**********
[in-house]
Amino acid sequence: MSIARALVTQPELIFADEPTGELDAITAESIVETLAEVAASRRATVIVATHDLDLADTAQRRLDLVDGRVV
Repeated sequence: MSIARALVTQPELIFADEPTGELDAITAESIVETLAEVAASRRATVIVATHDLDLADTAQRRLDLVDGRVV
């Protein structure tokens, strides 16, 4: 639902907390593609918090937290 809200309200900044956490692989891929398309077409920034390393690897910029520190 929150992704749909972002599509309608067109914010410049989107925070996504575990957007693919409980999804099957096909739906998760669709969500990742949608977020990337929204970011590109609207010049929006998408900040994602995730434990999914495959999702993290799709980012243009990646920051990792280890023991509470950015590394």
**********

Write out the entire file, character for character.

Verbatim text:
[in-house]
Amino acid sequence: MSIARALVTQPELIFADEPTGELDAITAESIVETLAEVAASRRATVIVATHDLDLADTAQRRLDLVDGRVV
Repeated sequence: MSIARALVTQPELIFADEPTGELDAITAESIVETLAEVAASRRATVIVATHDLDLADTAQRRLDLVDGRVV
């Protein structure tokens, strides 16, 4: 639902907390593609918090937290 809200309200900044956490692989891929398309077409920034390393690897910029520190 929150992704749909972002599509309608067109914010410049989107925070996504575990957007693919409980999804099957096909739906998760669709969500990742949608977020990337929204970011590109609207010049929006998408900040994602995730434990999914495959999702993290799709980012243009990646920051990792280890023991509470950015590394």